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MicroQuiz: how to speed up increment?

Posted: Wed Oct 14, 2020 10:05 pm
by aa-dav
First handheld games of Nintendo - Game & Watch use 4-bit Sharp microcontrollers of 5xx series.
For example: Donkey Kong game uses chip Sharp SM-510.
It has segmented program address space and PC inside segment has 6 bits.
Someone could suppose that simpliest operation with 6-bit counter is increment and operation of calculation of address of next instruction is as simple as increment because it is increment.

But no! Creators of SM-510 belived that increment of 6 bit counter is too slow and they speed up it.
Do you know how this can be possible? :)

Re: MicroQuiz: how to speed up increment?

Posted: Wed Oct 14, 2020 10:36 pm
by lidnariq
I assume it's the same LFSR design used in the later SM590s that were used for the NES's CIC. Both 6- and 7- bit LFSRs only require a single XOR gate.

Re: MicroQuiz: how to speed up increment?

Posted: Thu Oct 15, 2020 2:34 am
by aa-dav
lidnariq wrote:
Wed Oct 14, 2020 10:36 pm
I assume it's the same LFSR design...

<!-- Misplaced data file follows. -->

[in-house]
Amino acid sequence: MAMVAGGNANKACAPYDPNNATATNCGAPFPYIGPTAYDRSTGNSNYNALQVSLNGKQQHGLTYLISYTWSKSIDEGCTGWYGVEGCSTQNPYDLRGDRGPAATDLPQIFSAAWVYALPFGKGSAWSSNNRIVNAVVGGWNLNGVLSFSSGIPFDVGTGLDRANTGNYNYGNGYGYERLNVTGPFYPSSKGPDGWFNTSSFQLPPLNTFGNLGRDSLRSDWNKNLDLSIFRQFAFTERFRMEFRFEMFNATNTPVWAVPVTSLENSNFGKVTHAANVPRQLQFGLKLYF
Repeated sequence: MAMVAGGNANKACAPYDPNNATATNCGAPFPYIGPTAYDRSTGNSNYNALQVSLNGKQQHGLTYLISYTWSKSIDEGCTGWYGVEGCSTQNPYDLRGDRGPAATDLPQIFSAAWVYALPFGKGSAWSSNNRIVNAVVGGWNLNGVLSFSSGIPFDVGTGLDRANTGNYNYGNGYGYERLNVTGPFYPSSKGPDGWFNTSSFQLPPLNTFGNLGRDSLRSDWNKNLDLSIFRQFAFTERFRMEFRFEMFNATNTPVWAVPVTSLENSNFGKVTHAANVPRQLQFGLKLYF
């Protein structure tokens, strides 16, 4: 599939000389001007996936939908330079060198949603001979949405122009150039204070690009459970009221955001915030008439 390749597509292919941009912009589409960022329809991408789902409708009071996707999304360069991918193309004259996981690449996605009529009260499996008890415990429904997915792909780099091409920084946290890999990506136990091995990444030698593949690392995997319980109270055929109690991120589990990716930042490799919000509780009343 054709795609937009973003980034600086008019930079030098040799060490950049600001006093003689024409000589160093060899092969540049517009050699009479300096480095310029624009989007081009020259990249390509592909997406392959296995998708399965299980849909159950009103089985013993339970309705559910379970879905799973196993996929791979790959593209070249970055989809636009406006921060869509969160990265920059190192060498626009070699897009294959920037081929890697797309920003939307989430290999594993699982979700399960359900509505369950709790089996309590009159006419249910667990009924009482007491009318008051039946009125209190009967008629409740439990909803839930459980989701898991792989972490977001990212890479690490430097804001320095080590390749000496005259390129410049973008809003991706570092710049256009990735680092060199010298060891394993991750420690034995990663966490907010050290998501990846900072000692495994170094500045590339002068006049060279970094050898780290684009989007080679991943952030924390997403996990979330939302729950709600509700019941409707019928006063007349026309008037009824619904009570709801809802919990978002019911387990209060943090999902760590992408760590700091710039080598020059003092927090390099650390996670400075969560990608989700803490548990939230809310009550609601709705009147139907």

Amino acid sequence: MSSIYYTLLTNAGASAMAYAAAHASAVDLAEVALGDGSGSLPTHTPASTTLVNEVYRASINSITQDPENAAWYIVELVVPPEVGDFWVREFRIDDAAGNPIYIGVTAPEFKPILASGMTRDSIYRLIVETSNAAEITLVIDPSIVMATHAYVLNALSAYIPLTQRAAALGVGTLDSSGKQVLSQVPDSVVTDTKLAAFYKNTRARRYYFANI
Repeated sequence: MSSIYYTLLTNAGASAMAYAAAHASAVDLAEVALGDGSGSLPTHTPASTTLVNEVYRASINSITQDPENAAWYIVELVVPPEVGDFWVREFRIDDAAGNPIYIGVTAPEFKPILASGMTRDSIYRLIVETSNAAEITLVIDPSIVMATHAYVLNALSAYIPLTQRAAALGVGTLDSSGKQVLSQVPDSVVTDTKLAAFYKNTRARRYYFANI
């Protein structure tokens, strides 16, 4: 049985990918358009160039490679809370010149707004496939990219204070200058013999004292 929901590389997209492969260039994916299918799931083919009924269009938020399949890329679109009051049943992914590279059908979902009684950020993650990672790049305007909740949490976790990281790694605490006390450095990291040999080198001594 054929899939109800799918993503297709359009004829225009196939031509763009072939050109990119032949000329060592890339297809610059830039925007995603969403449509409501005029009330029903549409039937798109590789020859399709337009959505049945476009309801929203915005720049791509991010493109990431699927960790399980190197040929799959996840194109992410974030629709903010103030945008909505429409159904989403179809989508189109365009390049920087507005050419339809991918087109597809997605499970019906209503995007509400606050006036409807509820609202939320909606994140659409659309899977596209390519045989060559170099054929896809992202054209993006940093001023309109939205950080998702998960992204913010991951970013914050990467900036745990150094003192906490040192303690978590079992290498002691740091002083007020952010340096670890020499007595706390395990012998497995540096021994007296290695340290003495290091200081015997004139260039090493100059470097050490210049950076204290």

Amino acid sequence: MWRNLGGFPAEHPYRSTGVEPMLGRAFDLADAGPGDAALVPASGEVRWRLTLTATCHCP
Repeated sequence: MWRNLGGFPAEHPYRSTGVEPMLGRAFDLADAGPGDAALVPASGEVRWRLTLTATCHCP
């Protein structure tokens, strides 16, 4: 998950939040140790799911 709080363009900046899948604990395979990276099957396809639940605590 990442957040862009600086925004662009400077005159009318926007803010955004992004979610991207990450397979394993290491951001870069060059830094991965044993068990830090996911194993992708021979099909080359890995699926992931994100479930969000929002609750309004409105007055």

Exactly. During "increment" PC is shifted right by 1 bit and upper is bit set to (x == y) where x and y are the two lowest bits of PC before shift.

Code: Select all

int feed = ((pc >> 1 ^ pc) & 1) ? 0 : 0x20;
new_pc = feed | (pc >> 1 & 0x1f);
Every bit of new PC depends on 1 or 2 bits only and this could be calculated in one step.
In contrast increments propagate carry bit through digits and more bits you have more time it requires to get stable result.
SM5xx has 4-bit increments/decrements, but six bits seems to annoy developers.
Drawbacks are non-linear fetch sequence:

Code: Select all

00:00 01:20 02:30 03:38 04:3c 05:3e 06:1f 07:2f
08:37 09:3b 0a:3d 0b:1e 0c:0f 0d:27 0e:33 0f:39 
10:1c 11:2e 12:17 13:2b 14:35 15:1a 16:0d 17:06
18:03 19:21 1a:10 1b:28 1c:34 1d:3a 1e:1d 1f:0e
20:07 21:23 22:31 23:18 24:2c 25:36 26:1b 27:2d
28:16 29:0b 2a:25 2b:12 2c:09 2d:04 2e:22 2f:11
30:08 31:24 32:32 33:19 34:0c 35:26 36:13 37:29
38:14 39:2a 3a:15 3b:0a 3c:05 3d:02 3e:01 3f:00
(00->20->30->38->and so on)
and 'illegal' value 'FF' which produces itself, so it cannot be used. There are 63 steps only and 63 available memory cells for program in each segment as a result.
used in the later SM590s that were used for the NES's CIC.
I didn't know this. :)